Back-to-school time during a pandemic is not like other years. (Stock photo)

Editorial: Back-to-school during COVID-19 an all-new lesson

Throughout the pandemic, public health officials have tried to manage risk; here’s the next one

Any new school year brings unknowns for students, whether they’ve been dreading back-to-school, excited about it or a little bit of both.

This year’s fall-semester blank slate, however, is not like other years.

Students, parents, teachers, school support staff and administrators are probably experiencing some unfamiliar sentiments about back-to-school this month. All of us have a stake and could reasonably have concerns, as spread of COVID-19 in school corridors will surely make its way elsewhere.

The B.C. government received criticism this week for new back-to-school ads showing provincial health officer Dr. Bonnie Henry at the head of the class, teaching a physically distanced group of students the three Bs: Be Kind, Be Calm, Be Safe.

“It is an unrealistic depiction of what schools will look like,” said the B.C. Teachers’ Federation president, arguing that small groups and physical distancing isn’t the ministry’s plan.

‘Learning groups’ of students will number 60 to 120; class sizes will be the same as other years; cohorts will show cracks; bubbles will pop. Based on what we know or remember from our school days, it seems a stretch that the kind of physical distancing that’s expected nowadays can possibly happen in classrooms, corridors and in the school yard. At the same time, those are the places where we know life learning happens, where friendships are made, where school communities and connections are created that kids deserve to experience.

Health and safety best practices have changed a little bit as the pandemic has progressed. We saw one version of back-to-school this past June, though attendance was relatively low and remote learning happened in ways that won’t be an option for students this semester.

This new back-to-school will have fuller classrooms and the government is counting on the ability of all involved to keep the facilities clean and make an effort to maintain physical and social distance. B.C., like all the other jurisdictions setting out on a fall semester, has to make some of this up as it goes along in unprecedented times.

Provincial health officials have demonstrated to us that they’ve been ‘modelling’ the pandemic’s spread, and have managed risk, and here’s the next one.

B.C.’s back-to-school plan is only going to work if everyone is willing to learn how to make it work. There are going to be hard lessons, but we have dedicated teachers and staff and we have bright kids.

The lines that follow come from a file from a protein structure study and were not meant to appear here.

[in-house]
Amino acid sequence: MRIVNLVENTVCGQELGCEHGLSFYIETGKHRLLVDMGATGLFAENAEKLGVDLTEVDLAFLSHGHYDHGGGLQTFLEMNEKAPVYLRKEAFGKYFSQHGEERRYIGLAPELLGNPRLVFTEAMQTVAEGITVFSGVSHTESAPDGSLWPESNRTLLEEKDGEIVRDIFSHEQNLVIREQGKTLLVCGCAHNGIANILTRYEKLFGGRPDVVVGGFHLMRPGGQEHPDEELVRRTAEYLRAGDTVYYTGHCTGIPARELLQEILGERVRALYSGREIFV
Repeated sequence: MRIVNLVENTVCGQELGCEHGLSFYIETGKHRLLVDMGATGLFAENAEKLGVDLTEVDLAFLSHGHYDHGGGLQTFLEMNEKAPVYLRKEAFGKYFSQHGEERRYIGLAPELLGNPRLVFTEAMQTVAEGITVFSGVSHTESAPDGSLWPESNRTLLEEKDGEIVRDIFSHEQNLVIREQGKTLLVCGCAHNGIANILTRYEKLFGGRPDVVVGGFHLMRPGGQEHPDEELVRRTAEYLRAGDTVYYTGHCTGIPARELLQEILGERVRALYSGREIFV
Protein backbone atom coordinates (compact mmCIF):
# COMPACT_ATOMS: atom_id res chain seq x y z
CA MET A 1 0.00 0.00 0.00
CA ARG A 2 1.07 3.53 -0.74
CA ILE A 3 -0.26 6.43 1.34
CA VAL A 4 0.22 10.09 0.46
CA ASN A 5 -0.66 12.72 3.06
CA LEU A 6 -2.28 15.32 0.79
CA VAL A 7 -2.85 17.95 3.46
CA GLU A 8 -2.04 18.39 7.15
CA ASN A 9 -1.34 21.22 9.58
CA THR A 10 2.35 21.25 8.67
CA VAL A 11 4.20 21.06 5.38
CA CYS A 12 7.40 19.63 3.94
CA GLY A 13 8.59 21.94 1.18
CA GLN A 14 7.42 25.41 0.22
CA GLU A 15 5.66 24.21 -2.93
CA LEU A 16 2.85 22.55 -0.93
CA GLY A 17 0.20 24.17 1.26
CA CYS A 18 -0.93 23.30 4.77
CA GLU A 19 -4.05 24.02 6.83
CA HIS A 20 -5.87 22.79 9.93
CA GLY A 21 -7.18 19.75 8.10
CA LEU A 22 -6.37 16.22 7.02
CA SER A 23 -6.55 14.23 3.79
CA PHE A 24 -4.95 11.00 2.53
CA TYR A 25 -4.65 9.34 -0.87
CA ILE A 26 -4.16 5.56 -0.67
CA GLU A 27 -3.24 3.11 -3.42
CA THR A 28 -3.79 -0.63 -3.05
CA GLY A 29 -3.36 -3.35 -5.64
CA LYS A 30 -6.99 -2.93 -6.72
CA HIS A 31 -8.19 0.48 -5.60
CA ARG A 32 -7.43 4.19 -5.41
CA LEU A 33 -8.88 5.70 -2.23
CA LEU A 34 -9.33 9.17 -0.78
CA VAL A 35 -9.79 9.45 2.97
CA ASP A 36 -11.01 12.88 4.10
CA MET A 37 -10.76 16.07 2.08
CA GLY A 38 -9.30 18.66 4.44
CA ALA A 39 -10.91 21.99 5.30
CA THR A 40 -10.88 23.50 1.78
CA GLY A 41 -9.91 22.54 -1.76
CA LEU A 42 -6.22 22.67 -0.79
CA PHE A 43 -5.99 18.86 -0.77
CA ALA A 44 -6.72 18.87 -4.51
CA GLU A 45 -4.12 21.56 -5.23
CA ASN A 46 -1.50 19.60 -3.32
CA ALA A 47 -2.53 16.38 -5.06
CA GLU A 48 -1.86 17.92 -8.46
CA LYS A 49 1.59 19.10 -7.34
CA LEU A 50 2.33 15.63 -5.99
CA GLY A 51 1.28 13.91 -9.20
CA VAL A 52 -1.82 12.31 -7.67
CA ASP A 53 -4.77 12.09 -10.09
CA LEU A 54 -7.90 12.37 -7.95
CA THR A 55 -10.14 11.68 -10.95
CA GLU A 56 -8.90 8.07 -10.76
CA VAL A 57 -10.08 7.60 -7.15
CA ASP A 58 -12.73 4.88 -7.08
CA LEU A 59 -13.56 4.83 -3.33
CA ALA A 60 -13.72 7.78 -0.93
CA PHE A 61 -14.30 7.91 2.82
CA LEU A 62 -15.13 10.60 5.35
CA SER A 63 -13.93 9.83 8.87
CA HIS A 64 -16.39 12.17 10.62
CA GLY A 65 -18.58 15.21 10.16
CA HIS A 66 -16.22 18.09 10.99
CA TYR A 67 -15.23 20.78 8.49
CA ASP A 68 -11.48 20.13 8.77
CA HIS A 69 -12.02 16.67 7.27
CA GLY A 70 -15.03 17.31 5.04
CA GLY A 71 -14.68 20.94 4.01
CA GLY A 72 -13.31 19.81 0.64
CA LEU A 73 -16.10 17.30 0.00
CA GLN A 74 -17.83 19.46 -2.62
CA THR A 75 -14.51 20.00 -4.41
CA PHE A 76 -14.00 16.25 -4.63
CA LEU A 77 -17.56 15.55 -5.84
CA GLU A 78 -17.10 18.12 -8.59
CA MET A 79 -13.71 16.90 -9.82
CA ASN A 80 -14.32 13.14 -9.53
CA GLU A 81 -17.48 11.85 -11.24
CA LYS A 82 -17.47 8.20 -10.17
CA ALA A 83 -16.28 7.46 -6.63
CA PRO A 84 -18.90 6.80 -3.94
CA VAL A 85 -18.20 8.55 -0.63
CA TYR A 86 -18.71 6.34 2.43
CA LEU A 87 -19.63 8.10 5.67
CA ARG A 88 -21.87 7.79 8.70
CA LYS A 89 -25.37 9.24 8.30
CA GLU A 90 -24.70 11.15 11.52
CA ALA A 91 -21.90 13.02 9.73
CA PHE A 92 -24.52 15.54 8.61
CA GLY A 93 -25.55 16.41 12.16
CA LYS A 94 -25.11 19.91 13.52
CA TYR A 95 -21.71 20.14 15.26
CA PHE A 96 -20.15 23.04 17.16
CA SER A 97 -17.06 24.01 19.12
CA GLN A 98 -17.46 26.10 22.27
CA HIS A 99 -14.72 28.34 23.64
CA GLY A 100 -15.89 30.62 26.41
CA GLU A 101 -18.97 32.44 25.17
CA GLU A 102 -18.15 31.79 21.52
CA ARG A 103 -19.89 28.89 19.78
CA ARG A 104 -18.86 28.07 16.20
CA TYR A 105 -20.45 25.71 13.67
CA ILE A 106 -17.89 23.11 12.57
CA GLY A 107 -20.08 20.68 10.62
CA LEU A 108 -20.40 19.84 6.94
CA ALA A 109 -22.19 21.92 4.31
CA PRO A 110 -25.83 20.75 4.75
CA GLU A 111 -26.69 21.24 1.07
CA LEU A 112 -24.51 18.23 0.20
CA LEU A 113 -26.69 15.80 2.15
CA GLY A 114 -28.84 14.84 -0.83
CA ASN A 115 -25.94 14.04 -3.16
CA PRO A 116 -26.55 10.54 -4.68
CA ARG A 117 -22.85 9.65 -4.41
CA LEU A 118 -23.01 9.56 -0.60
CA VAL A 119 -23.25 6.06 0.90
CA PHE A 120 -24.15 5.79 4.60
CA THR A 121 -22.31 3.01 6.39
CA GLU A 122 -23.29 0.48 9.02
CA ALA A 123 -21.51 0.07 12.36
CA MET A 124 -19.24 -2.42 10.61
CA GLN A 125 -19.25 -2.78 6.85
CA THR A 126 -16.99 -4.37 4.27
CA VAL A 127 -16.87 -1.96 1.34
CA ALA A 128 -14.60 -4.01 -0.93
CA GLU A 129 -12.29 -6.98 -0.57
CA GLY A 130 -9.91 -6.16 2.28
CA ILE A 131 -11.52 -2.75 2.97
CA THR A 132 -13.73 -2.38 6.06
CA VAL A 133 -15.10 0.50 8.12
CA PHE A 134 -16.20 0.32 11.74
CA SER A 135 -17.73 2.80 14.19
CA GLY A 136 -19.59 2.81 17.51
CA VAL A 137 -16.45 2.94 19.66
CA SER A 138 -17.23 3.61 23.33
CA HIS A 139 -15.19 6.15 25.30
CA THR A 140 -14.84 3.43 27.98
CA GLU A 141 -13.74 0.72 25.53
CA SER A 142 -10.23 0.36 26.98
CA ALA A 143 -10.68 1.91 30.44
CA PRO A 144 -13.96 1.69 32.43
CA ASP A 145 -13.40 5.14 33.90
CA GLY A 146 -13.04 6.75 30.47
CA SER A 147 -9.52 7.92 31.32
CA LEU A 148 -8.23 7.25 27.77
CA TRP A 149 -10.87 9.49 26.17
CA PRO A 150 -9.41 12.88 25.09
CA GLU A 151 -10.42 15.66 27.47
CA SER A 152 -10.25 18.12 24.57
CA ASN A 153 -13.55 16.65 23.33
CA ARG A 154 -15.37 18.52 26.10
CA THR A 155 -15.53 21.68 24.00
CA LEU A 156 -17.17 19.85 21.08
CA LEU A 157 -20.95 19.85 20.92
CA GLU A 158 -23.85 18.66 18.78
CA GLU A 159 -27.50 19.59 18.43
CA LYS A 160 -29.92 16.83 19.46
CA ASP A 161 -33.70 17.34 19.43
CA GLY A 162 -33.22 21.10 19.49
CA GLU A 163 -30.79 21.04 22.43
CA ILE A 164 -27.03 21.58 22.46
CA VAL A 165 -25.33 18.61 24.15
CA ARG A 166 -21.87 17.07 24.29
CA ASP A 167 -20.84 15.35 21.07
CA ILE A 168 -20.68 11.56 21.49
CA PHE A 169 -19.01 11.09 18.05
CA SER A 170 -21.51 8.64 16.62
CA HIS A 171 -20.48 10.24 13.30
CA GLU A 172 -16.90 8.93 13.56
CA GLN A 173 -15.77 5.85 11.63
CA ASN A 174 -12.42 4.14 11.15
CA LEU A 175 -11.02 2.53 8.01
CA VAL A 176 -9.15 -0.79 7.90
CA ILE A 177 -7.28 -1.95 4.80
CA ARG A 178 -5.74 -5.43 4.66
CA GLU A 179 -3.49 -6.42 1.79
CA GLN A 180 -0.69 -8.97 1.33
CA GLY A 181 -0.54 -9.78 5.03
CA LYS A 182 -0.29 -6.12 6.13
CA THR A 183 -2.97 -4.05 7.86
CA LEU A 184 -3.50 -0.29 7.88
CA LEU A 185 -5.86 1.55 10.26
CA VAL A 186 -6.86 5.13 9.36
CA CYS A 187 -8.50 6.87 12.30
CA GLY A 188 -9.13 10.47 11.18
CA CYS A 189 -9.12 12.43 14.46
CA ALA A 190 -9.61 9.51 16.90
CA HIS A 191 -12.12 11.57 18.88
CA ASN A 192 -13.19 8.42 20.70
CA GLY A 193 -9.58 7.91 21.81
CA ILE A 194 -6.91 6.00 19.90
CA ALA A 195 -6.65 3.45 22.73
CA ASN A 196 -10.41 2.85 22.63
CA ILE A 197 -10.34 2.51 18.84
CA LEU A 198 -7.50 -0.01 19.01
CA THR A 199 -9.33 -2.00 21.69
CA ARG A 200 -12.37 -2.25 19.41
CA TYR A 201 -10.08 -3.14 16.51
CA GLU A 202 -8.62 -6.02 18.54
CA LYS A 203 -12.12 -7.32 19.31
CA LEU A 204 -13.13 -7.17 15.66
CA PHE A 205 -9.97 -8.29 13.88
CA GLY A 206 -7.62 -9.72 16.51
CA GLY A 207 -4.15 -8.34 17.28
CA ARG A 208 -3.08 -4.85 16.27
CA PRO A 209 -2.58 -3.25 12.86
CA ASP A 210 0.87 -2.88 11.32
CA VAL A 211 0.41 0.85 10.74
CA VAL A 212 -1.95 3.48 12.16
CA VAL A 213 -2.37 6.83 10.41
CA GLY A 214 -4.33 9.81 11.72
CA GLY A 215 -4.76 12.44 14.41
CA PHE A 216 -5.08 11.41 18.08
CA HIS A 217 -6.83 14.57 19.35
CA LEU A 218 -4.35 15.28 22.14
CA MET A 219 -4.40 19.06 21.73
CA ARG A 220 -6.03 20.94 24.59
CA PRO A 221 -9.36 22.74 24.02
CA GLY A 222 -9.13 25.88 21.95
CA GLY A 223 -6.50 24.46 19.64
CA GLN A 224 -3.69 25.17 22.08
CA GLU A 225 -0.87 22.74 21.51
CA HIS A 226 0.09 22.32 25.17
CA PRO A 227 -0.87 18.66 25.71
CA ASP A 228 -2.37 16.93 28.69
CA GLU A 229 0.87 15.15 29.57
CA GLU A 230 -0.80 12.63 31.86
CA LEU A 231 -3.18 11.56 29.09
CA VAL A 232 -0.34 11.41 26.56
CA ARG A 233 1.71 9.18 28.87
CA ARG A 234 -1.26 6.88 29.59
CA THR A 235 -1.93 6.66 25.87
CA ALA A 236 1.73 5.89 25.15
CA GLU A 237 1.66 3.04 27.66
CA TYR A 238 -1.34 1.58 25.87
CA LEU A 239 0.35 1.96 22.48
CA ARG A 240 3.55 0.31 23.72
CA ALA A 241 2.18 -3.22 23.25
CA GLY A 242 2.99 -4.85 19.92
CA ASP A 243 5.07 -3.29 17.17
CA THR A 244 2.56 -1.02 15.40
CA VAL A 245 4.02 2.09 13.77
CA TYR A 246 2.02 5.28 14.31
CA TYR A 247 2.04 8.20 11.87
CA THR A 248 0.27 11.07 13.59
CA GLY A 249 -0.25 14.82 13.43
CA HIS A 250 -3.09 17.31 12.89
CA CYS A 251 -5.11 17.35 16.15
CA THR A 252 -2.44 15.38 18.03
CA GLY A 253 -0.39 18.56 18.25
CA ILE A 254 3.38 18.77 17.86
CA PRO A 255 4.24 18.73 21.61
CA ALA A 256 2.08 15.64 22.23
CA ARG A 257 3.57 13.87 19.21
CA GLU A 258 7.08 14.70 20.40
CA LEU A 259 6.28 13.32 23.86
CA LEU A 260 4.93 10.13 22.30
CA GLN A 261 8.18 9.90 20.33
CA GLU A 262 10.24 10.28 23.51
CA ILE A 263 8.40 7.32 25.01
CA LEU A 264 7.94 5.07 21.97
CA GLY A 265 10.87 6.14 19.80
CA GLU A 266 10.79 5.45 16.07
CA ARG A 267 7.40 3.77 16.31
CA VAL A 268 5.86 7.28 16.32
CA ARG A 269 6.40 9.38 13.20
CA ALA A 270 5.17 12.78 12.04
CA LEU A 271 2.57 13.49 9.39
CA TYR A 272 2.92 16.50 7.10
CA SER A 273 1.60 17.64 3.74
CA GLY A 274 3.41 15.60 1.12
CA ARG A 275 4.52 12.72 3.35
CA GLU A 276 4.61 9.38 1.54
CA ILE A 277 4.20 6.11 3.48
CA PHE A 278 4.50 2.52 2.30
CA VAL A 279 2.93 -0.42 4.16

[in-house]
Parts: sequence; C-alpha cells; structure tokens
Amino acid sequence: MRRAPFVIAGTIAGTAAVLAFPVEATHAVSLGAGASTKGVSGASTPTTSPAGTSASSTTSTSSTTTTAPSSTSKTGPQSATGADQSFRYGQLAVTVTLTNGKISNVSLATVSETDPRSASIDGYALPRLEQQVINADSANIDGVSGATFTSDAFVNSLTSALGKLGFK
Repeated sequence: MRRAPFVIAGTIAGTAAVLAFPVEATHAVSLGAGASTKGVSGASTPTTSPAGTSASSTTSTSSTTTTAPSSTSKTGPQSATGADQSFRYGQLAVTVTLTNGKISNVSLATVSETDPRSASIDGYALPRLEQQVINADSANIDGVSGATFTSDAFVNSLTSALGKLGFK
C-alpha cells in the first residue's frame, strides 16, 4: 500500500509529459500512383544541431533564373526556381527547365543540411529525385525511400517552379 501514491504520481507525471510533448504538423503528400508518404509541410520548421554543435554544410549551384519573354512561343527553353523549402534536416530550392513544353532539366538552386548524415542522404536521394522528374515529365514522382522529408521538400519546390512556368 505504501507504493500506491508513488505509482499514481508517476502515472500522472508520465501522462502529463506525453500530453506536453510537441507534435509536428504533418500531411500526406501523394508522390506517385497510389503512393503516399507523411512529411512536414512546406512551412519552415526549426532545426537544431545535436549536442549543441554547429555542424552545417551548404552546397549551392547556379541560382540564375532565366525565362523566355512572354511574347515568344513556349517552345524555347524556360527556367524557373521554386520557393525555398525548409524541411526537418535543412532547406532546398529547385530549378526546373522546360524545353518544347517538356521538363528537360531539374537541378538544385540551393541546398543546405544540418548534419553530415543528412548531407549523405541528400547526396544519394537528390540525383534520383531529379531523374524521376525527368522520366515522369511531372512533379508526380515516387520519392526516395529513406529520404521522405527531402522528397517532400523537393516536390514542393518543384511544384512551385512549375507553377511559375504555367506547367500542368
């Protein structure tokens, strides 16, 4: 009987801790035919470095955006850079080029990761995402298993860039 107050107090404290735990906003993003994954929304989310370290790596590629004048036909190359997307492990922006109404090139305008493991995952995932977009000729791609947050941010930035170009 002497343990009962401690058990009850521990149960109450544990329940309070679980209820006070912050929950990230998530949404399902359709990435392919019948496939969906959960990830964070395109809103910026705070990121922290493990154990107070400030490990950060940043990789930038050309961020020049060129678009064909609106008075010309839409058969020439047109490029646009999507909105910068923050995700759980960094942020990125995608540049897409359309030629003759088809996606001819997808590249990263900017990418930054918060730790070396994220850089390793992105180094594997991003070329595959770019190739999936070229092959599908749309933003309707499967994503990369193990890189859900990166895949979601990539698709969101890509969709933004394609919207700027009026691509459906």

B.C.’s back-to-school plan: https://www2.gov.bc.ca/gov/content/education-training/k-12/covid-19-return-to-school

School District 68’s restart plan: https://www.sd68.bc.ca/covid-19/

RELATED: SD68 high school students to take two classes each day

RELATED: Independent schools in Nanaimo create their own back-to-school plans



editor@nanaimobulletin.com

Like us on Facebook and follow us on Twitter

CoronavirusEducation

Get local stories you won't find anywhere else right to your inbox.
Sign up here

Just Posted

Woodgrove Centre posts plans to make masks and temperature checks mandatory

Mall advises in letter to customers that rules will come into effect Monday, Sept. 21

Protesters march in Nanaimo, calling for greater protection of forests and watersheds

March for the Forests happened downtown on Friday afternoon

After testing, Island Health deems water safe around industrial fire site

Concerns about water quality arose after Sept. 10-11 fire at Schnitzer facility in Cassidy

Nanaimo residents ticketed for putting out garbage bins the night before pickup

Conservation officers say they issued seven tickets this week, as warnings weren’t having an impact

Motor home burns up at north Nanaimo intersection

No one hurt in incident Friday morning at old Island Highway, Rutherford Road and Mostar Road

Accused in Makayla Chang’s murder sees next court date in October

Steven Michael Bacon faces first-degree murder charge in killing of Nanaimo teen

Regional District of Nanaimo looks to create its own flag

Staff created makeshift flag earlier this year for a conference that ended up getting cancelled

Nanaimo senior defrauded out of $14,000 in ‘grandson scam’

80-year-old victim was told her grandson was out-of-province and in legal trouble

VIDEO: B.C. to launch mouth-rinse COVID-19 test for kids

Test involves swishing and gargling saline in mouth and no deep-nasal swab

Conservation officers free fawn stuck in fence in Nanaimo

Fawn was uninjured after getting caught in fence in Hammond Bay area Wednesday

Beefs & Bouquets, Sept. 16

To submit a beef or a bouquet to the Nanaimo News Bulletin, e-mail bulletinboard@nanaimobulletin.com

One person dead in two-vehicle accident in North Island

Highway 19A was closed for several hours north of Courtenay following the crash

Supreme Court Justice Ruth Bader Ginsburg dies at 87

The court’s second female justice, died Friday at her home in Washington

Comox Valley protesters send message over old-growth logging

Event in downtown Courtenay was part of wider event on Friday

Most Read